Thursday, August 11, 2011

Riot cure: "Ban the broadcasting of poisonous rap"

During the short period of post-WWI liberal democracy in Germany, jazz flourished although conservative and right-wing movements hated Negermusik for its roots. Fremdländisch (alien) music, they believed, raised hopes of freedom and self-expression and encouraged resistance to authority. Nazi leaders viewed jazz as degenerate but its widespread popularity made an outright ban impossible.

In 1956, sing-along master Mitch Miller, then of Columbia Records, appeared on CBS with DJ Allan Freed and two psychiatrists to discuss "negative effects of Rock 'n' Roll on teenagers."

In 1957, the leader of the Chicago Catholic Archdiocese banned rock 'n roll from schools for the deleterious effect of rhythms on young people.

The 1959 guitar instrumental "Rumble" by Link Wray was banned by many U.S. radio stations who worried the title promoted teen violence.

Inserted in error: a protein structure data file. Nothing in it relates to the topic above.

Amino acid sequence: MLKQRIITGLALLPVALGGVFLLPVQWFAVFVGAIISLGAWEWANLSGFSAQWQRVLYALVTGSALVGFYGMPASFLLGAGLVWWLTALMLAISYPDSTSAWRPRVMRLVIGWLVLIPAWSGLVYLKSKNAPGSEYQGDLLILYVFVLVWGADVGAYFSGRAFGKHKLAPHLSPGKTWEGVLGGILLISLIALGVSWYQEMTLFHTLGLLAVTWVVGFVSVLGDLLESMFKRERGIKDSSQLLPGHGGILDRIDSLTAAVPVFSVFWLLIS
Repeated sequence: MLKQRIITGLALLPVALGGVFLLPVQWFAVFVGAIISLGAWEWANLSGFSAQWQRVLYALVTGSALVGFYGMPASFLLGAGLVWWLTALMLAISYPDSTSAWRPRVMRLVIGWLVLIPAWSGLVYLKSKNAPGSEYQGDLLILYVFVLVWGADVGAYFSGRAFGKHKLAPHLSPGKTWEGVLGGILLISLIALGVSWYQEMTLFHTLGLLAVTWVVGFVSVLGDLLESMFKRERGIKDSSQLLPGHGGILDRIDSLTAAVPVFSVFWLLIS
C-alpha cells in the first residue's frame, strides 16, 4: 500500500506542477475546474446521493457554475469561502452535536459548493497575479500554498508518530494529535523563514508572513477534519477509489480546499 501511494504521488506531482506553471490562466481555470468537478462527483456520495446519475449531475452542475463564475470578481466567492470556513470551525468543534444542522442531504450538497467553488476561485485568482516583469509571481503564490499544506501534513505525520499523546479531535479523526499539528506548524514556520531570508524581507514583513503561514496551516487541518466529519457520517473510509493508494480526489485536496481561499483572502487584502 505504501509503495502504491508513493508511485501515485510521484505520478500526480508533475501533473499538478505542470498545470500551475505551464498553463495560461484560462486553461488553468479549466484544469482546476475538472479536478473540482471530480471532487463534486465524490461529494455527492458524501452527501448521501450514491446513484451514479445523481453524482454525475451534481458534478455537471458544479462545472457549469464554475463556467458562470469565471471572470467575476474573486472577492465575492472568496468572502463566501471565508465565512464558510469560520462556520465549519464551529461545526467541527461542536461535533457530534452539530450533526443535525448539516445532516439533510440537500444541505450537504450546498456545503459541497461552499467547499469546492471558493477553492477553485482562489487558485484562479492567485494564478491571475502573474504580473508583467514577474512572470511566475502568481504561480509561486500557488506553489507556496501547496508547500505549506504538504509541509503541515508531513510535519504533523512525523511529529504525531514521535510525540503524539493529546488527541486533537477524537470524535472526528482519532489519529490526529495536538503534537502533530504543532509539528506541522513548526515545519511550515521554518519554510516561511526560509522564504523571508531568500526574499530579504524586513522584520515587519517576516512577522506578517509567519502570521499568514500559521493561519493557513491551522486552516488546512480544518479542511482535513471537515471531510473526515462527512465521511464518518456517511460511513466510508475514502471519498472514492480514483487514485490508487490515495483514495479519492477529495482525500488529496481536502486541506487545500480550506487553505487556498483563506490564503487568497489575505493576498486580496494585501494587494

After death of Martin Luther King in 1968, alarmed the lyrics would ignite more violence, many American radio stations pulled Gordon Lightfoot's "Black Day In July" from airplay.

Fearing violence following the 1979 National Guard fatal shootings of innocent Kent State University students, the Ohio Governor ordered radio stations to ban the song "Ohio" by Crosby, Stills, Nash and Young.

August 11, 2011 - Daily Mirror journalist Paul Routledge discovered the reasons for urban poor street riots in Britain,
I blame the pernicious culture of hatred around rap music, which glorifies violence and loathing of authority (especially the police but including parents), exalts trashy materialism and raves about drugs.

". . . I would ban the broadcasting of poisonous rap, and urge – require, even – schools to teach that the world is a much better place without pointless rage."

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